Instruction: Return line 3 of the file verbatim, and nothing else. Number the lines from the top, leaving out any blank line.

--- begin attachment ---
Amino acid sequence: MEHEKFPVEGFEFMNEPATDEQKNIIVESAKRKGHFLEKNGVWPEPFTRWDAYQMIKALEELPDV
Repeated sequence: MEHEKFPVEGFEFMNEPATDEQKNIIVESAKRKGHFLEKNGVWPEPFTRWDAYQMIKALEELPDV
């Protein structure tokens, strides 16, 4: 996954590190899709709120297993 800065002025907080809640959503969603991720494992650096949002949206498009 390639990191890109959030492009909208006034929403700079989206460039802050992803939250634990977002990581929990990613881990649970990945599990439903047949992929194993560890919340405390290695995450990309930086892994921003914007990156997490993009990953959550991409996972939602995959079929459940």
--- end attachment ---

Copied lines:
């Protein structure tokens, strides 16, 4: 996954590190899709709120297993 800065002025907080809640959503969603991720494992650096949002949206498009 390639990191890109959030492009909208006034929403700079989206460039802050992803939250634990977002990581929990990613881990649970990945599990439903047949992929194993560890919340405390290695995450990309930086892994921003914007990156997490993009990953959550991409996972939602995959079929459940």